Tag Archives: inner Earth

Who’s Got Mantle?

NASA has reprocessed the Apollo missions’ old lunar seismic data. The data is from 1969 through 1977, the latter being recorded by equipment still active long after the last astronaut went home. This is old seismic data. Reprocessed, it tells … Continue reading

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Zero Degrees of Kelvin

My book, The Mountain Mystery, is not kind to the great physicist Lord Kelvin. I feel a bit uneasy admitting that in my research on the brilliant fellow, I just could not get comfortable. I wouldn’t have been his friend. … Continue reading

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Earth’s Mid-life Crisis

Some researchers think the Earth went through a mid-age doldrum, a sleepy period of listless ennui. Its plates slowed down, they claim. Or maybe stopped churning completely. For about a billion years, (1.7-.75 bya) the planet was boring. No serious … Continue reading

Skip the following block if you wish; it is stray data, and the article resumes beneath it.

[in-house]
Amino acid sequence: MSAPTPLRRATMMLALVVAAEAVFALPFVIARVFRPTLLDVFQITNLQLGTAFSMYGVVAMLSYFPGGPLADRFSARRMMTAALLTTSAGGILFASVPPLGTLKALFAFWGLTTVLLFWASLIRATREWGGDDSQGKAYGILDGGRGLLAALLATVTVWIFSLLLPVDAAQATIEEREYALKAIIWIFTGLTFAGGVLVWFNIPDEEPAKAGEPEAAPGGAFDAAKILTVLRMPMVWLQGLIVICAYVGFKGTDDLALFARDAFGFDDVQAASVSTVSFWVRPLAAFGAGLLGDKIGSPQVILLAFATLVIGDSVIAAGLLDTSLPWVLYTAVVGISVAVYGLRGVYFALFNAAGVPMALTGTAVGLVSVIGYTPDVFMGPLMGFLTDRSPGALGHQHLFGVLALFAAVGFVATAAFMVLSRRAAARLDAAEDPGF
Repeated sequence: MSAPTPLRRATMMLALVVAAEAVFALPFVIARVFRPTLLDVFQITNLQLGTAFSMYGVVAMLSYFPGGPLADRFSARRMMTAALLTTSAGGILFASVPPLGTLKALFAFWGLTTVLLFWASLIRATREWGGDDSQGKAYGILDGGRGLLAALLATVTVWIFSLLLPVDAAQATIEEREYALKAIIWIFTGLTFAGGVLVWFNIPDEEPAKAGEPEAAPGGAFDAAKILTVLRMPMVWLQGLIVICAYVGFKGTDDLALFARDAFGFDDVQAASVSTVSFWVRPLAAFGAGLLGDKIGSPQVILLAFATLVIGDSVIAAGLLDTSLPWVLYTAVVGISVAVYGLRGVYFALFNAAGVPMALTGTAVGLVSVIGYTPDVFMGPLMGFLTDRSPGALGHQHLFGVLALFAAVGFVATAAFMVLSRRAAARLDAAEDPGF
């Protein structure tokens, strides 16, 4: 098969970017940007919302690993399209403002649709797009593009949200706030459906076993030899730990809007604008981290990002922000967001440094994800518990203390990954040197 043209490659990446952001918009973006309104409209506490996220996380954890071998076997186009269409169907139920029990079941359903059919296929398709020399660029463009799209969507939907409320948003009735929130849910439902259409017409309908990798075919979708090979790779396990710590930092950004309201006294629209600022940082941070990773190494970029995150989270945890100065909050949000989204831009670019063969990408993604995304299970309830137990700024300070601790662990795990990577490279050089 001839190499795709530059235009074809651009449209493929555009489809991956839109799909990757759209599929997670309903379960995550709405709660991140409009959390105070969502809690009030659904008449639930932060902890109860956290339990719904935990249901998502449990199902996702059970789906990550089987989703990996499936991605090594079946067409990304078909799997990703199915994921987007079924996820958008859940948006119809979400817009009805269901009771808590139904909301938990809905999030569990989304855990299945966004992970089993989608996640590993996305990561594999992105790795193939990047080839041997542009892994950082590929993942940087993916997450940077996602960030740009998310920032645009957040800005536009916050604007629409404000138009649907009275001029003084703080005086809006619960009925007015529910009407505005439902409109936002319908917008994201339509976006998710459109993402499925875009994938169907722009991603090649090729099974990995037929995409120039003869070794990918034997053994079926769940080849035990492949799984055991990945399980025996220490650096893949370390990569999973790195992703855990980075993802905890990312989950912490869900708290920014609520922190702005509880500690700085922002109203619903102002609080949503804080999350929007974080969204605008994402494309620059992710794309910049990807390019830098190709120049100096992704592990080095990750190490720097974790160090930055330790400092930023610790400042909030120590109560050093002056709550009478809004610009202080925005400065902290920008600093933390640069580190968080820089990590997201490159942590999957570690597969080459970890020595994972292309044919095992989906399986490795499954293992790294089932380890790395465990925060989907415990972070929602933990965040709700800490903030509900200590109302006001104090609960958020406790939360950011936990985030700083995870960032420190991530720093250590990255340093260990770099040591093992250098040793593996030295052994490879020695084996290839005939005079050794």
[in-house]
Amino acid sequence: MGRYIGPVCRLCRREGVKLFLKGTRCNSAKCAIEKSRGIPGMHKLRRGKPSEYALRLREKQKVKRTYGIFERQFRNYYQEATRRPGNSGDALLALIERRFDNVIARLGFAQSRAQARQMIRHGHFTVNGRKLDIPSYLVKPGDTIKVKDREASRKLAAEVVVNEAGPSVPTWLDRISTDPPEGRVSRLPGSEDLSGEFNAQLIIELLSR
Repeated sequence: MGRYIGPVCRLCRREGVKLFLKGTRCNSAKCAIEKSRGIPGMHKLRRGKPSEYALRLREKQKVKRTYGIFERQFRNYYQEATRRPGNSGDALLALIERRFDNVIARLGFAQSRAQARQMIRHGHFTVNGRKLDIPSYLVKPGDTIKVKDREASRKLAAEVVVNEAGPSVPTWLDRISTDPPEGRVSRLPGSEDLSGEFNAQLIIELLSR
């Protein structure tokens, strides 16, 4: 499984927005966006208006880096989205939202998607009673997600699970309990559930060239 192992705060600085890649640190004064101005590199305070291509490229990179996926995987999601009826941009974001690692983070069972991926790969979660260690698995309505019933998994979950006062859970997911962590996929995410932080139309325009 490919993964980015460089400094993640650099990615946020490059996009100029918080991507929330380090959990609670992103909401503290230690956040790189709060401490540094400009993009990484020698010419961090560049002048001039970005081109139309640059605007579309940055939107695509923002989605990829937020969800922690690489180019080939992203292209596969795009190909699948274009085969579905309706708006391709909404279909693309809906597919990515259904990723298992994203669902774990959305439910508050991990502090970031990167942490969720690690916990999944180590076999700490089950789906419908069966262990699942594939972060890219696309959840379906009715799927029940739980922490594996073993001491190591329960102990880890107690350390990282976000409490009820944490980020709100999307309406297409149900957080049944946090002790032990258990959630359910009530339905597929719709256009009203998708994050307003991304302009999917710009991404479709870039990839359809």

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How Hot is Hot?

How Hot is Hot?  4,000 degrees K, according to new study.  Researchers at the Magma and Volcanoes Laboratory (CNRS U Blaise Pascal) and the European Synchrotron (ESRF) have collided to make sense of the really hot temperatures at the core-mantle … Continue reading

Posted in History, How Geophysics Works, The Book | Tagged , , , , | 2 Comments